The social dynamic is simple. The animal rights activists persuaded owners of traditional pets to fight each other and fight against owners of exotic animals. This took power away from owners of traditional pets, who seem to be blissfully unaware that this war has been fought back and forth for at least fifty years.
They got this "adopt, don't buy" garbage going in which they got way too many people to believe that dogs should not be bred, else the species will be irreparably harmed. In doing so they also gained a measure of control over the use of the term "extinction" that is frightening.
Some dog owners, perhaps a loud minority, were persuaded of a false and damaging paradigm. "Rescuing" somehow helps the species, but reproduction, the only way to replace animals that have died of old age, is now villified. There are people who believe that surgical sterilization saves lives when that actually prevents lives, kills their chances before they are even conceived. It's like death, only pre-emptive.
Attacking the owners of tigers and other exotics further wastes the power of traditional pet owners. Most owners of tigers and other exotics, except for a few bastards, are one hundred percent behind pet ownership rights, the right to own cats and dogs. As owners of exotics they have some pull. When they were forcibly disenfranchised they became much less able to help dog and cat owners.
I've lost count of the ways that owners of so-called traditional pets have hurt themselves at the behest of the animal rights activists. They got dog and cat owners to fight against ownership of big cats and primates, wasting the power that dog and cat owners have and empowering the activists. The punishment for this is being administered to dog and cat owners by the activists. When deaths of dogs in shelters hit an all-time low, the activists became more demanding, more dictatorial, more punitive, and more destructive. They are also corrupt.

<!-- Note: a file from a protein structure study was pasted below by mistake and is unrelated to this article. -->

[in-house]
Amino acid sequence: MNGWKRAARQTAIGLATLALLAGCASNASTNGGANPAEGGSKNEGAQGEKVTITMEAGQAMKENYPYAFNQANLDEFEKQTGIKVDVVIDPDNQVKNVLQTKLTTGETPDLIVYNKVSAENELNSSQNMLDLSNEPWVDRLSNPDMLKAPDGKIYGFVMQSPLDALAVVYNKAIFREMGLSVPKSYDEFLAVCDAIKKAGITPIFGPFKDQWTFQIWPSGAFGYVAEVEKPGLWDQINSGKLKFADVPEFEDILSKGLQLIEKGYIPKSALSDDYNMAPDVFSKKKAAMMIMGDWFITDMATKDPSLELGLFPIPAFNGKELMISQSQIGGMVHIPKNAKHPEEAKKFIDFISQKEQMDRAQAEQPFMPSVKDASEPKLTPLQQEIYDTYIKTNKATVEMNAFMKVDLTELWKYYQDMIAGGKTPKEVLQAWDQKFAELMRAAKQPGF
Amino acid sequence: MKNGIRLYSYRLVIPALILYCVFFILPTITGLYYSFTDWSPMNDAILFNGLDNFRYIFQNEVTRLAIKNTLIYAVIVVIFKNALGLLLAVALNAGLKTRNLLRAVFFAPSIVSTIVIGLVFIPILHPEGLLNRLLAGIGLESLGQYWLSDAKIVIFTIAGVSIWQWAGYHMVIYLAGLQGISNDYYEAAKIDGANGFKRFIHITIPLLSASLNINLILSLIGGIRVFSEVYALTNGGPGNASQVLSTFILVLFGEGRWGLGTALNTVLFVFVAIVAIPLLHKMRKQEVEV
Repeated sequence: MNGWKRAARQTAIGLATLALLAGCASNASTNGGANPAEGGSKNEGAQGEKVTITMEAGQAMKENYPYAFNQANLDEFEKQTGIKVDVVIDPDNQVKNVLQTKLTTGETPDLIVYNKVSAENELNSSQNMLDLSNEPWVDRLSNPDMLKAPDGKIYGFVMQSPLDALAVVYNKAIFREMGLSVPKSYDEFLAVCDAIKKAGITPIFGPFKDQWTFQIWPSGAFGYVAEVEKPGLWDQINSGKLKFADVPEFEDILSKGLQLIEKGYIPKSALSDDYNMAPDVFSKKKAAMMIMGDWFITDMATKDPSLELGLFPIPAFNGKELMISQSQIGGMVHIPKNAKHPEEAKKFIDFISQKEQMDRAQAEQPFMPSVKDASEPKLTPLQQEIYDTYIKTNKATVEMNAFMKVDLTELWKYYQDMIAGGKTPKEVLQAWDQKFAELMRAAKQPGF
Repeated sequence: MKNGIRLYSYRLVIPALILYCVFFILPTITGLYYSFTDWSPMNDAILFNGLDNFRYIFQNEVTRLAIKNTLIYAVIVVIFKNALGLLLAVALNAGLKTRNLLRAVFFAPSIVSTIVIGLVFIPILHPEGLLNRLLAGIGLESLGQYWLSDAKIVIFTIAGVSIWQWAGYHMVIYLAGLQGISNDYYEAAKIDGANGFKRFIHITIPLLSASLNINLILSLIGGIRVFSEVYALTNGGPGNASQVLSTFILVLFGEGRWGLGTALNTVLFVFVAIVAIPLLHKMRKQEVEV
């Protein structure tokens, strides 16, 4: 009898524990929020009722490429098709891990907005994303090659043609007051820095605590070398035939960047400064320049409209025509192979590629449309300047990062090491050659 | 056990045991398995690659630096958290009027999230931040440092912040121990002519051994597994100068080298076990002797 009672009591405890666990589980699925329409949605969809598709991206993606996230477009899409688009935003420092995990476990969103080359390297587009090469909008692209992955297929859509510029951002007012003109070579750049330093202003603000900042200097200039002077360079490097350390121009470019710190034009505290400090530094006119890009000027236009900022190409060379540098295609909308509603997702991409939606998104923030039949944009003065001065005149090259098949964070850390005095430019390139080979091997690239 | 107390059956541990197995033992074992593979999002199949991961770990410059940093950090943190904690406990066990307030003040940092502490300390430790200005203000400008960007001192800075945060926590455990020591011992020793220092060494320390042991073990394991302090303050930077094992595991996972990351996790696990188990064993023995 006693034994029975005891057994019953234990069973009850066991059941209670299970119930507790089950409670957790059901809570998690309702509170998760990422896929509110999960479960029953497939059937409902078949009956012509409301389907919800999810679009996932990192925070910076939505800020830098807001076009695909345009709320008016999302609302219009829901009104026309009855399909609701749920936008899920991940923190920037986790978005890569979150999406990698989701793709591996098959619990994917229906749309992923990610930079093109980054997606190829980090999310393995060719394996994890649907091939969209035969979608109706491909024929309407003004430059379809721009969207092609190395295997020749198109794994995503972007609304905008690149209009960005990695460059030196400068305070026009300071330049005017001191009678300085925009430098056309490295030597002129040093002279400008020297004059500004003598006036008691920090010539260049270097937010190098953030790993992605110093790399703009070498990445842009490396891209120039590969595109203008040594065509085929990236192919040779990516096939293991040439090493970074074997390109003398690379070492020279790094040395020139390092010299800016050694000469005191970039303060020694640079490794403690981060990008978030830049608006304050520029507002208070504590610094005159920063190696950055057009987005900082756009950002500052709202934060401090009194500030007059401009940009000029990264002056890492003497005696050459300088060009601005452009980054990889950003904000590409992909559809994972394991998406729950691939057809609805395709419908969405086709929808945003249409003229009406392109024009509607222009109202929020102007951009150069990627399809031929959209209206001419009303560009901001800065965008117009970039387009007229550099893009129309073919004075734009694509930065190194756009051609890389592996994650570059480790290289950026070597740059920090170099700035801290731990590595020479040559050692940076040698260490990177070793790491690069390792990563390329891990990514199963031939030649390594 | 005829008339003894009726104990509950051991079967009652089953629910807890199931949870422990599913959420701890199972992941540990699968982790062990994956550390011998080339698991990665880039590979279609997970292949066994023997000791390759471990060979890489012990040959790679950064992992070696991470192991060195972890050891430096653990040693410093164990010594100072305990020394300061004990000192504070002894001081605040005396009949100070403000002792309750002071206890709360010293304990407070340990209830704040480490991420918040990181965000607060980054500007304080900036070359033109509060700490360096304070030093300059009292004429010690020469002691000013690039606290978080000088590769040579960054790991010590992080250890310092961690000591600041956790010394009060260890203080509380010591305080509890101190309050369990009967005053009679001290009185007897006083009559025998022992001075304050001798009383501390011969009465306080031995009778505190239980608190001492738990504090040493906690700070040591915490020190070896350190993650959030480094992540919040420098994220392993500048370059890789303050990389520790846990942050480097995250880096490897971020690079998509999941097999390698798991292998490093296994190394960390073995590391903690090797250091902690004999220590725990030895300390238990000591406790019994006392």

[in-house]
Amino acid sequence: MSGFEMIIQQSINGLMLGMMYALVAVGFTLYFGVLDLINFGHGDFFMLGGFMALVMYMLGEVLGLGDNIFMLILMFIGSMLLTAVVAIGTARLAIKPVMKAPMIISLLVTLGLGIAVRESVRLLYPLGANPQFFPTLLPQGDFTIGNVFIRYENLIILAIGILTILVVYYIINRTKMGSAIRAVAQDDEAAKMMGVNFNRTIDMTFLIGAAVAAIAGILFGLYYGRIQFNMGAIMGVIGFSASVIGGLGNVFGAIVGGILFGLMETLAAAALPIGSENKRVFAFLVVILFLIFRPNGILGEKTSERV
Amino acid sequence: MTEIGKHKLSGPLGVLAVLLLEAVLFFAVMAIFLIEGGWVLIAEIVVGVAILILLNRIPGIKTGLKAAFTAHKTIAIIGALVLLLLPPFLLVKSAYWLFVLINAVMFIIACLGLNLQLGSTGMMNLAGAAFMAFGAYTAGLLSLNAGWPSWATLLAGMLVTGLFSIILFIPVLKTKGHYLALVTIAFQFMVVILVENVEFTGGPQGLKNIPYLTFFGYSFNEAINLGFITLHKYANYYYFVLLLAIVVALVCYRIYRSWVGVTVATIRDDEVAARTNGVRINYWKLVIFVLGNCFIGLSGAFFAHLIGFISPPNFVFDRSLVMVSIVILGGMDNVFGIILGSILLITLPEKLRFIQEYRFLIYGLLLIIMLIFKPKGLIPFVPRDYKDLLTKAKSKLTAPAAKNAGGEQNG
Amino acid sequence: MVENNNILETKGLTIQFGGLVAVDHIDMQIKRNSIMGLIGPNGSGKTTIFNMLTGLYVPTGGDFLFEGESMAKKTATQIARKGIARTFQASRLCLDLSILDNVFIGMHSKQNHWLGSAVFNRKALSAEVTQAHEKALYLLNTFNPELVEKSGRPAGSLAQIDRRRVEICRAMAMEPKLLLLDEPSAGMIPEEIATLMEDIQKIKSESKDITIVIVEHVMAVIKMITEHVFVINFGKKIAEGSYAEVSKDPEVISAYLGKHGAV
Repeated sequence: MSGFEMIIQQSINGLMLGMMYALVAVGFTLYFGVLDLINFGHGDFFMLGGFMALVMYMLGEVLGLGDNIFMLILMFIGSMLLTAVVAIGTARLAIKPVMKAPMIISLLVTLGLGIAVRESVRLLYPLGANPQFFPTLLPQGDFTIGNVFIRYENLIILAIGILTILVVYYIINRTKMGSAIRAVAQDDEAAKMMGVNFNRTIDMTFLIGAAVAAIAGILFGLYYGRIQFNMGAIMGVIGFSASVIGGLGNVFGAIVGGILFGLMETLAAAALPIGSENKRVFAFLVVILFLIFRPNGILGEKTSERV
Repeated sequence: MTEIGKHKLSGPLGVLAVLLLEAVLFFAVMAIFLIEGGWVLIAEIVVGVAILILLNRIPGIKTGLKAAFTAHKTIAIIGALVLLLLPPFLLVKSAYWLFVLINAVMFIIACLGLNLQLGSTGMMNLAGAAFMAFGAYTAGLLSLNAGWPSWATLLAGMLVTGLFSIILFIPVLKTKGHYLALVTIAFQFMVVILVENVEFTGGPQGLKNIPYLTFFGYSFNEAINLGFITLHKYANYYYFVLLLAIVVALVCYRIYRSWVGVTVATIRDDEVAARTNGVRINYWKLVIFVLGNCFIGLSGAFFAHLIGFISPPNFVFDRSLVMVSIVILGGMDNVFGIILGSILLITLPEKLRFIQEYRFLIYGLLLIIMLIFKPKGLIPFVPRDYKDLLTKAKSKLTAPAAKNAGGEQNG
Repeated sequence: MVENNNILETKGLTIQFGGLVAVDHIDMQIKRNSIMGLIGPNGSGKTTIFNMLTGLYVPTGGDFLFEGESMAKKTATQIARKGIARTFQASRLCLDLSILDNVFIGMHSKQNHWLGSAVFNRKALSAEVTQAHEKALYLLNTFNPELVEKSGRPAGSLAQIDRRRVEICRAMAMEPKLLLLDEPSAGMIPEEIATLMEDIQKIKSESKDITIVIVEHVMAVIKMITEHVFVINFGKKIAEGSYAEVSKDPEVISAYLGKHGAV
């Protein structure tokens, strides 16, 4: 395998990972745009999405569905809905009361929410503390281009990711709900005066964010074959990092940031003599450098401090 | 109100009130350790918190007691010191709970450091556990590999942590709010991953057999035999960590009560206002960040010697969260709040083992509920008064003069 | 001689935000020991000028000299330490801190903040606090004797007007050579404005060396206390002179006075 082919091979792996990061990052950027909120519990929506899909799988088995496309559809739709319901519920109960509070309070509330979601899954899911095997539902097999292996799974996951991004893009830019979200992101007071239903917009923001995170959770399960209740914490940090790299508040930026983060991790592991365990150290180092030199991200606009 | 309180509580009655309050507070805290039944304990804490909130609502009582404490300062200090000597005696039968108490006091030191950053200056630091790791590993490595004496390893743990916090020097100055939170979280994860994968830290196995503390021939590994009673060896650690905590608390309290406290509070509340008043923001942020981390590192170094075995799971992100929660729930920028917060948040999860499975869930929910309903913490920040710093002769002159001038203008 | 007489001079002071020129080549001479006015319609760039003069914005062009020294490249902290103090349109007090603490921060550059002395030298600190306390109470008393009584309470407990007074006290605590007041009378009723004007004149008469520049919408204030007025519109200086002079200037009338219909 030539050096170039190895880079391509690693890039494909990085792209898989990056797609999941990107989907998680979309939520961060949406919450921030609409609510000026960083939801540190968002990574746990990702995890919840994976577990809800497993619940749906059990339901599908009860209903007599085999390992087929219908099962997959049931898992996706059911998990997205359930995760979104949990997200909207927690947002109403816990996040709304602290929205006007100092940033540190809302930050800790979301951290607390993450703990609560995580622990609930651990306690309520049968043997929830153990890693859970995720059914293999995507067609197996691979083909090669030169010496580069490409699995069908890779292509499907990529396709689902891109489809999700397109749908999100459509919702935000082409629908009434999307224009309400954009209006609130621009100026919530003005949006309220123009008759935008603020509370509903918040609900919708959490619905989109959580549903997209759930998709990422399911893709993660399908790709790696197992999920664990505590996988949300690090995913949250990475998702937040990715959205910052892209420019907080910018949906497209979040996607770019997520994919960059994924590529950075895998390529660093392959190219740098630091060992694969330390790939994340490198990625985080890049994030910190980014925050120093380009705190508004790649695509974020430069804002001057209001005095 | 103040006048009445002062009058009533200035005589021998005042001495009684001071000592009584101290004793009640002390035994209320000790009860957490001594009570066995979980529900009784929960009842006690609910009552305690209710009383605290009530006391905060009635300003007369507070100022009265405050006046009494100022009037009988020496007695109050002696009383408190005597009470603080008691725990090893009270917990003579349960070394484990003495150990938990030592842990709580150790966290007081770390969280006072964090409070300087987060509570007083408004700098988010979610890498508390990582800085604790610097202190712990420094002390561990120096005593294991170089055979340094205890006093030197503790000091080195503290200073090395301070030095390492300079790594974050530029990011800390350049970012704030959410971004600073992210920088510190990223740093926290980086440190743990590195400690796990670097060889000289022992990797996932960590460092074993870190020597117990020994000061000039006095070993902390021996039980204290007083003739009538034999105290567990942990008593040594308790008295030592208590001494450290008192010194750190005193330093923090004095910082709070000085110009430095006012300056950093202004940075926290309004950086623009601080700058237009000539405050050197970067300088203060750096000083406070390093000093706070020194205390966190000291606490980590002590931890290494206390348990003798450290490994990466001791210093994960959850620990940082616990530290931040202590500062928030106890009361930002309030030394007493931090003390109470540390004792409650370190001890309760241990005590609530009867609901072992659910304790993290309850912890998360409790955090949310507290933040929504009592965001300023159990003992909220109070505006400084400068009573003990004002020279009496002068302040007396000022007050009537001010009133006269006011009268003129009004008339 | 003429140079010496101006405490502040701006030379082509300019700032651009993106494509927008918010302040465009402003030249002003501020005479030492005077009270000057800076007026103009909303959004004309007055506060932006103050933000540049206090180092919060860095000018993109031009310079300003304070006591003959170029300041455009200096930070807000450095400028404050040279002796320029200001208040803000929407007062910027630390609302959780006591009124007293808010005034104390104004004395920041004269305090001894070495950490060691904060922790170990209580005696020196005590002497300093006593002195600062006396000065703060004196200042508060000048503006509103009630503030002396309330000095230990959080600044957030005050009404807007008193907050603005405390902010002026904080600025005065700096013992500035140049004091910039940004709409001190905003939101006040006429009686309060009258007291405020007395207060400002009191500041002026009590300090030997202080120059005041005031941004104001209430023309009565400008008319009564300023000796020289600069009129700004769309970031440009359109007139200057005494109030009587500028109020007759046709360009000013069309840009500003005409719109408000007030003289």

It has happened before and the bad laws have been repealed before. Pennsylvania repealed most of their dog laws in 1965. Other states have done the same. Several states have laws against "animal control" in unincorporated areas because of previous bad experiences with activists, who can pop up out of nowhere, lie about how you're taking care of your dogs and horses, and make off with them.
The way in is the way out. We will not regain our right to choose our so-called traditional pets until people who want tigers, lions, chimpanzees, and so on regain their rights.